It’s a new chorus that has been looping for a few days. While the energy crisis is worsening on the Old Continent with prices exceeding 700 euros per megawatt hour (MWh) against around 50 euros in “normal” times, the culprit seems to have been found: the construction of the European electricity market ‘electricity. This one ” not can’t be described as functional if it leads to such high prices German Chancellor Olaf Scholz said on Monday. It even needs to be reformed. emergency “, have we engaged at the European Commission, yet at the origin of its liberalization. And this, in order to decouple the price of electricity from the price of gas “, and thereby bring the prices of electricity closer to its costs” real “, have claimed the French and Austrian governments.
Enough to give rise to strong hope: once the architecture of this market has been modified, the chaos should give way to a lull. However, in reality, no system could make it possible to dissociate the prices of gas and electricity on a European scale, in order to prevent the outbreak of the first from dragging the second down its course. And for good reason, the correlation is primarily linked to a physical reality: the production of electrons in Europe still largely comes from the combustion of gas, around 20%.
Worse: according to several experts, the uncontrollable surge in electricity prices in Europe can no longer be explained by the rise in gas prices, but rather by the fear of a shortage. ” There is now a risk of physical scarcity this winter, which is pushing some buyers to pay much more for their MWh to ensure delivery “says a connoisseur of the sector. In fact, if the prospect of power cuts were ruled out, the increase would be much lower on the markets, independently of gas prices.
The indexation of electricity on gas is explained by the real mix
First of all, you have to understand how this famous European system works. Broadly speaking, its role is to match demand and available production at all times. To do this, it lets the market define the price per MWh: this is adjusted to the cost of starting up the very last power plant connected to the network, which is generally the most expensive. However, it is often an installation running on fossil gas or coal, called upon as a last resort in Germany for example, and whose activation largely depends on the cost of the fuel used.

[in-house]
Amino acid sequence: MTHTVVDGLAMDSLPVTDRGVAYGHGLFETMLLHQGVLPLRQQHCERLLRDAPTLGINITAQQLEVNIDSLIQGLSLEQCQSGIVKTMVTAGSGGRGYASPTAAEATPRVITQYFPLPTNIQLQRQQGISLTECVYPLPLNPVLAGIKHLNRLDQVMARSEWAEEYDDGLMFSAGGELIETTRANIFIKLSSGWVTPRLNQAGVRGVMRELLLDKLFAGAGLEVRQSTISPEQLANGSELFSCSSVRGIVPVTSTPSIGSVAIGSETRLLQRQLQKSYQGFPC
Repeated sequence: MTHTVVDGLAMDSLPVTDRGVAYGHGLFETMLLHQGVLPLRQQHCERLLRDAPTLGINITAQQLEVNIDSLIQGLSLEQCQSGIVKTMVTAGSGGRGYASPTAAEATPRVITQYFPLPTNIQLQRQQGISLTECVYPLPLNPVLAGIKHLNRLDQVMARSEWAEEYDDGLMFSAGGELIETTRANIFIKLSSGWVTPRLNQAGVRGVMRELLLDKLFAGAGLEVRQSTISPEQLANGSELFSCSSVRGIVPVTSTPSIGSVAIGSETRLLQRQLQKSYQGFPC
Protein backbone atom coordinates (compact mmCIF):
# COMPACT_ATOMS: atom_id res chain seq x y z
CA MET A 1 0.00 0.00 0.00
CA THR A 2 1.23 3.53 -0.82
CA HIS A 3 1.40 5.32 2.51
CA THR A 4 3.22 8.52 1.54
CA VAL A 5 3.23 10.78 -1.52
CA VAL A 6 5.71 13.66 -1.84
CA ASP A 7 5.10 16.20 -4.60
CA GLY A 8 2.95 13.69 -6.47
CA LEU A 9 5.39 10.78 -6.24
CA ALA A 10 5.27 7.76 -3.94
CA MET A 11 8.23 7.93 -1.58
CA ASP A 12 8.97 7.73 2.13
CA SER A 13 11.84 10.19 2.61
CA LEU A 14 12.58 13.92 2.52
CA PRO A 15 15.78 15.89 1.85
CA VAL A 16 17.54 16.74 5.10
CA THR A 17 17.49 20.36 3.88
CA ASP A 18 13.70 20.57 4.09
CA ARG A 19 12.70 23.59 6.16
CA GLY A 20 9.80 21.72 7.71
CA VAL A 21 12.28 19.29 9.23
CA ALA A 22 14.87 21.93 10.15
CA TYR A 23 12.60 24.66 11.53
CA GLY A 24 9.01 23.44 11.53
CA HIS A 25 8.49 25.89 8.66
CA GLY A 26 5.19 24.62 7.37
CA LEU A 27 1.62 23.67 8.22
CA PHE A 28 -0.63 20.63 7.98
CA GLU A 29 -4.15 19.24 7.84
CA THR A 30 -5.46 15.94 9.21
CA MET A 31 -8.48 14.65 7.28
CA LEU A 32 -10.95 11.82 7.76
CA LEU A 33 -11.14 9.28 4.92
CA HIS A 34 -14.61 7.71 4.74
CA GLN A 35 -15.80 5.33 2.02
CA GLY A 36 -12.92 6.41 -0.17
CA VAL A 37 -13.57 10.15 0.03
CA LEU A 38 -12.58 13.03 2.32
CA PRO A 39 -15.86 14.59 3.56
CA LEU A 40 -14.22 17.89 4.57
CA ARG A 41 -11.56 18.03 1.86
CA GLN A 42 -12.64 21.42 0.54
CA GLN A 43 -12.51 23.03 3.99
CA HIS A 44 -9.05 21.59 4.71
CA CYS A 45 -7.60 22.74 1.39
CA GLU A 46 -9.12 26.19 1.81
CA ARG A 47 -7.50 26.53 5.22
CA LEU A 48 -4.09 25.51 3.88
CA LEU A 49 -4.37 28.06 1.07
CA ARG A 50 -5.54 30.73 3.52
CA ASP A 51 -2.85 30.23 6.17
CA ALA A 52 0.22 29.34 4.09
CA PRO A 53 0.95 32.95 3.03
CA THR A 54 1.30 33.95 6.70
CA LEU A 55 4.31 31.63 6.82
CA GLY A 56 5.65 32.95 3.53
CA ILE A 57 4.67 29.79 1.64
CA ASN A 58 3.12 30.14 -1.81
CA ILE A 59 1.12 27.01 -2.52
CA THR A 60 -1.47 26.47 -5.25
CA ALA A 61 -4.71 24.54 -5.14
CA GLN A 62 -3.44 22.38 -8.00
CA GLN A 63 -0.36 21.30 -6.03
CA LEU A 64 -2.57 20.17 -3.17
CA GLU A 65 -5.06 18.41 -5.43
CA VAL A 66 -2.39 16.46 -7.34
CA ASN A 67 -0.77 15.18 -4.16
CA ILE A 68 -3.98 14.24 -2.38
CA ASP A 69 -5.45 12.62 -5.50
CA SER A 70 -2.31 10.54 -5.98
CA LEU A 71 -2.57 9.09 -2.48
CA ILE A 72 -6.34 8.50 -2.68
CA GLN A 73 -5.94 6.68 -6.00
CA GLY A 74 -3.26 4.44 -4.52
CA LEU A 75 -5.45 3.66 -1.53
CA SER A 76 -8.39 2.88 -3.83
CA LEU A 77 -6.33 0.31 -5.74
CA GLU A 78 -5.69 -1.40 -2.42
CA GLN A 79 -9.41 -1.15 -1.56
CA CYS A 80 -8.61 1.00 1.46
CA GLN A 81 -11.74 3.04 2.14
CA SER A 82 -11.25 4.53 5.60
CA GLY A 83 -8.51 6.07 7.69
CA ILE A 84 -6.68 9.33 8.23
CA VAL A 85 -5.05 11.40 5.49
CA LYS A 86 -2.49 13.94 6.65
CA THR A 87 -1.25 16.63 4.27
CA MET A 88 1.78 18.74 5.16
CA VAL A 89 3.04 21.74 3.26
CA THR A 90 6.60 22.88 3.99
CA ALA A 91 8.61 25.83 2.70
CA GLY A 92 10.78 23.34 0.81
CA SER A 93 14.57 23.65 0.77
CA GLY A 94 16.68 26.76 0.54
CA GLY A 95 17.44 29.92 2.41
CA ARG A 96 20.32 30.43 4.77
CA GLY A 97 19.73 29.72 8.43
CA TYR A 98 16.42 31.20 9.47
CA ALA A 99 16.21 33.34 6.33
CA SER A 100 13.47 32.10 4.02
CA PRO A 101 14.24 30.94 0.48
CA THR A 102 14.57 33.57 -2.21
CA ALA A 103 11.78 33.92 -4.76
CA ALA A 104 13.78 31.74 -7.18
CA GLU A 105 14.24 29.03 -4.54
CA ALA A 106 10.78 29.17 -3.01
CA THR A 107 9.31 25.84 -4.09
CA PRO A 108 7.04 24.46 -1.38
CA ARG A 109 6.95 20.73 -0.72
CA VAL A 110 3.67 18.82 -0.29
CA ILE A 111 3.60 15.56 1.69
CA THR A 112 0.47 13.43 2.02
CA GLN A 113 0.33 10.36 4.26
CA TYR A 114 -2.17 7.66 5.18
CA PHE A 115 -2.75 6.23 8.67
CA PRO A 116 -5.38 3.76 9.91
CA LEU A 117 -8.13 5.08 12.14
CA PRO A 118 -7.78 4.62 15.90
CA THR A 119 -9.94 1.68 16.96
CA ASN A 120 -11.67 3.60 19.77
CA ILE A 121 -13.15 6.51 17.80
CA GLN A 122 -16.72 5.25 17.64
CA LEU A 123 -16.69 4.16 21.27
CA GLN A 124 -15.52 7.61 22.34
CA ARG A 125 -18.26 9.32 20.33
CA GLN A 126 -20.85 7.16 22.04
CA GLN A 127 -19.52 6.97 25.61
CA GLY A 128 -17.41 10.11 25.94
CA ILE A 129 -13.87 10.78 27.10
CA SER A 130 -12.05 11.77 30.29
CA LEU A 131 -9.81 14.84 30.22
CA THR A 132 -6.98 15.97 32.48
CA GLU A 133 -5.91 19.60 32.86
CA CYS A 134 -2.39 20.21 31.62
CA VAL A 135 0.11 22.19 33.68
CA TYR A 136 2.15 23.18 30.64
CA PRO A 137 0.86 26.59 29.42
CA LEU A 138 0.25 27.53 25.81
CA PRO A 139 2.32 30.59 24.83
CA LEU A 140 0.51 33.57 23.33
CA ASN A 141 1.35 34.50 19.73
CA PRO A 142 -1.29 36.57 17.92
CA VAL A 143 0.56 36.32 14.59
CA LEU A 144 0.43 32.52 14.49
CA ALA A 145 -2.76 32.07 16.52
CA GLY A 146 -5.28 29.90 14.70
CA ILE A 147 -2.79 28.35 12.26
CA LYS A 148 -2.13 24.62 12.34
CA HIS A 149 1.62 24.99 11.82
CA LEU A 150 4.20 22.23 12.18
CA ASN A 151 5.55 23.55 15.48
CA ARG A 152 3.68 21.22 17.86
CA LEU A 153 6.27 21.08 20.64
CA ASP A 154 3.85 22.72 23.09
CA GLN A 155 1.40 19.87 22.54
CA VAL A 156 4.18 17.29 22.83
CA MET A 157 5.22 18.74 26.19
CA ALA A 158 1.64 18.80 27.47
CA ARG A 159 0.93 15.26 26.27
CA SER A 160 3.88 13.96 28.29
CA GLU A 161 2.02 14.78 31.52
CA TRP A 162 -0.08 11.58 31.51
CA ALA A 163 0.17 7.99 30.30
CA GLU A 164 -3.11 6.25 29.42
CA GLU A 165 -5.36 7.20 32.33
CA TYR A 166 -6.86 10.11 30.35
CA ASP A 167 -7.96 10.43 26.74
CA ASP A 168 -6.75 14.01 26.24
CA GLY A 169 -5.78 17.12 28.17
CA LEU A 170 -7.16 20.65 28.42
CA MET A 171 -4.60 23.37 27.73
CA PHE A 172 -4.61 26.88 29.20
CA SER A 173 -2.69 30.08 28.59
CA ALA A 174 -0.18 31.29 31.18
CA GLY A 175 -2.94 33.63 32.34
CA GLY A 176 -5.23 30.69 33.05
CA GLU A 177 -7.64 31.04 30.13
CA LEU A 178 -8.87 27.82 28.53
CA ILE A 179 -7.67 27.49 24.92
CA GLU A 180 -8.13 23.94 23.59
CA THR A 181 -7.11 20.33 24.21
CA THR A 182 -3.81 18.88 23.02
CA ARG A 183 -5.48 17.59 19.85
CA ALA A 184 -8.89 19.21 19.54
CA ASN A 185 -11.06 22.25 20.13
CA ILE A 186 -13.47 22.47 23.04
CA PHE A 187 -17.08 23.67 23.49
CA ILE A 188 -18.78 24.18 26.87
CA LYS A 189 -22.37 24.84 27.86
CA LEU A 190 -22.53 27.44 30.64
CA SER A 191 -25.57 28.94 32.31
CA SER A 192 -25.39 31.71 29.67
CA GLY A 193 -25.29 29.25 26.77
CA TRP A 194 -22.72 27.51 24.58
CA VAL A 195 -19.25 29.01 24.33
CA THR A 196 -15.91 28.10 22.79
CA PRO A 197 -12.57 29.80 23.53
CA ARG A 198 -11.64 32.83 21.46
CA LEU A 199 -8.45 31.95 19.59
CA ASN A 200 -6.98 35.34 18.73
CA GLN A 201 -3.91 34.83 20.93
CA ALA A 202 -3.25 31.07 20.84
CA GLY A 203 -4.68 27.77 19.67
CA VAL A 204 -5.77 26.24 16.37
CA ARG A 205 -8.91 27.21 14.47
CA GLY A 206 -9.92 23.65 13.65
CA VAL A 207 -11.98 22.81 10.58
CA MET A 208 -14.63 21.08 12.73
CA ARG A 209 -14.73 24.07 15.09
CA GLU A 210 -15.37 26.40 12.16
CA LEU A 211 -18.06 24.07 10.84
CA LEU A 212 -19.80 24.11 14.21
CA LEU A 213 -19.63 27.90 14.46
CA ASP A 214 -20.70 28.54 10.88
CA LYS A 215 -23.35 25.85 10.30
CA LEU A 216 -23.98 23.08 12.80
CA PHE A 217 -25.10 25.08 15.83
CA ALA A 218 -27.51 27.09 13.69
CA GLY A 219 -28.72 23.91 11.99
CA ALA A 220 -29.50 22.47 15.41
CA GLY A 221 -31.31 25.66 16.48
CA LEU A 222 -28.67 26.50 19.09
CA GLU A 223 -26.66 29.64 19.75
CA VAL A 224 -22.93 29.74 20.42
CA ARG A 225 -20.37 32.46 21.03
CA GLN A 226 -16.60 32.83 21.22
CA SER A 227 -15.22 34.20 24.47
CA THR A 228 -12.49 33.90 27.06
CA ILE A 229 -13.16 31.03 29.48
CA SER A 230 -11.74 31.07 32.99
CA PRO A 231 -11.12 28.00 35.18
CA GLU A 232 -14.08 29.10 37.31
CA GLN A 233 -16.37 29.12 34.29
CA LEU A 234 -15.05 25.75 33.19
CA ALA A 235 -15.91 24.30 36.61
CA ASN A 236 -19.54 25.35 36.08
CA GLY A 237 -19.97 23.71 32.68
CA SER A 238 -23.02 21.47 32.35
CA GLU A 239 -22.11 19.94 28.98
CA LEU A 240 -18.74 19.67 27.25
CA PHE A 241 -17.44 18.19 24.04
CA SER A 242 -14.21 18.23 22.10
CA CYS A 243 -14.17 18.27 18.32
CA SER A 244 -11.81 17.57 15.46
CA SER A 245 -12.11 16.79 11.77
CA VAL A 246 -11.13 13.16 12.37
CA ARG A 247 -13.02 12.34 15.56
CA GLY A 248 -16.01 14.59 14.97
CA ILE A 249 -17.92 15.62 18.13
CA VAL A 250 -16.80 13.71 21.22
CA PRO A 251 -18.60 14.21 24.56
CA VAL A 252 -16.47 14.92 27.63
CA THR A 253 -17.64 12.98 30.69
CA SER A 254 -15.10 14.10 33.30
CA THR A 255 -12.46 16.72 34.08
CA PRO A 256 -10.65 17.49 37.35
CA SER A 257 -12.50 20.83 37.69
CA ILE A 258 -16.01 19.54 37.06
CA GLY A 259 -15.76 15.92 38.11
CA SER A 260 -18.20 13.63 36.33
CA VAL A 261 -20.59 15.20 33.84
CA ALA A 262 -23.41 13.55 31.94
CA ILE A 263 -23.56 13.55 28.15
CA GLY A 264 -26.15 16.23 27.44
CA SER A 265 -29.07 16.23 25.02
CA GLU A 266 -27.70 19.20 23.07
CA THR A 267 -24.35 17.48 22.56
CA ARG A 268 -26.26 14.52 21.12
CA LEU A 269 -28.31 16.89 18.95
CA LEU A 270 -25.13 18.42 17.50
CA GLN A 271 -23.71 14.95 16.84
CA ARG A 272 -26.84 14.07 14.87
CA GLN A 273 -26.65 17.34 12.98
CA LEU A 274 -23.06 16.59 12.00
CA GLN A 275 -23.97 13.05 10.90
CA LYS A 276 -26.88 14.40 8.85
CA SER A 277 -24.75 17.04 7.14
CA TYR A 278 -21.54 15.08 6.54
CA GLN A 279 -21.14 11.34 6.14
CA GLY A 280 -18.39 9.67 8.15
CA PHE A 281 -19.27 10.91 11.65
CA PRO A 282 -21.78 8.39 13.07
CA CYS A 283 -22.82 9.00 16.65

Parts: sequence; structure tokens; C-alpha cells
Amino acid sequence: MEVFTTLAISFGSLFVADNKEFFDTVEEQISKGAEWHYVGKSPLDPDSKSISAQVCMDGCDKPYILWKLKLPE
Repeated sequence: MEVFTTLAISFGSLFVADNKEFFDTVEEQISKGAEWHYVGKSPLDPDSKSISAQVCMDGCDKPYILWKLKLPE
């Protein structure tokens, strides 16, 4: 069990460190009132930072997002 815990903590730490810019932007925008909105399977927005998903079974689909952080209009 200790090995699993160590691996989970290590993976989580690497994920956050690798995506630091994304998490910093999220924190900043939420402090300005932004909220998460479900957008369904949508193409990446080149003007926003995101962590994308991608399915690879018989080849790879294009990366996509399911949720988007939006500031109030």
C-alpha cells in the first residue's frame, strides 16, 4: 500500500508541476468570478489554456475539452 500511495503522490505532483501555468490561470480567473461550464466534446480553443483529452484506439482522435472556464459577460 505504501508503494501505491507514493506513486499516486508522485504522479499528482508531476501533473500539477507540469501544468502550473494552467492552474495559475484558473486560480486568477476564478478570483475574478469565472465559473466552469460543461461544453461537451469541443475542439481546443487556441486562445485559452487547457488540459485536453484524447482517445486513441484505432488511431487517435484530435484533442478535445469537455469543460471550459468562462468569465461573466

“The whole market adjusts to its price, because you have to pay the producer who starts it at time T, given that the electricity cannot be stored. If this were not the case, the producer would not be encouraged to put it into operation, despite an imminent need on the network”, develops Jacques Percebois, economist and director of CREDEN (Center for Research in Economics and Energy Law).
It is for this reason that the price of gas is currently reflected in that of electricity. ” But there is no clause which would determine a priori an indexation between gas and electricity. If the last plant called is nuclear or coal, the market will index to it “, continues the economist.
Lack of margins drives prices up
The rise in prices is therefore primarily due to two phenomena, which have fed each other in an infernal spiral: the start-up costs of gas-fired power stations (which balance this market) have soared, at the same time as the physical capacities for generating electricity have shrunk. France, for example, has closed many of its capacities, from the Fessenheim nuclear power station to polluting coal-fired power stations… without replacing them with equivalent means of production. Above all, the country is currently facing, at the worst possible moment, a historically low availability of its nuclear fleet, linked among other things to a corrosion defect affecting the EDF fleet.
“If France had enough nuclear and did not need to import, as it currently does, the price of its MWh would be set within its borders. In fact, a country that has a surplus production is not obliged to call on the famous European wholesale market”, stresses Jacques Percebois.
” It cannot be said that the price of electricity in the whole of the EU is indexed to the price of gas, this is false. On the other hand, at certain times, if we do not have enough means of production on French territory to satisfy demand, we import electricity often from Germany, and we therefore suffer the price of electrictricity produced from coal or gas “, abounds a former senior executive of EDF.
Portugal and Spain did not decouple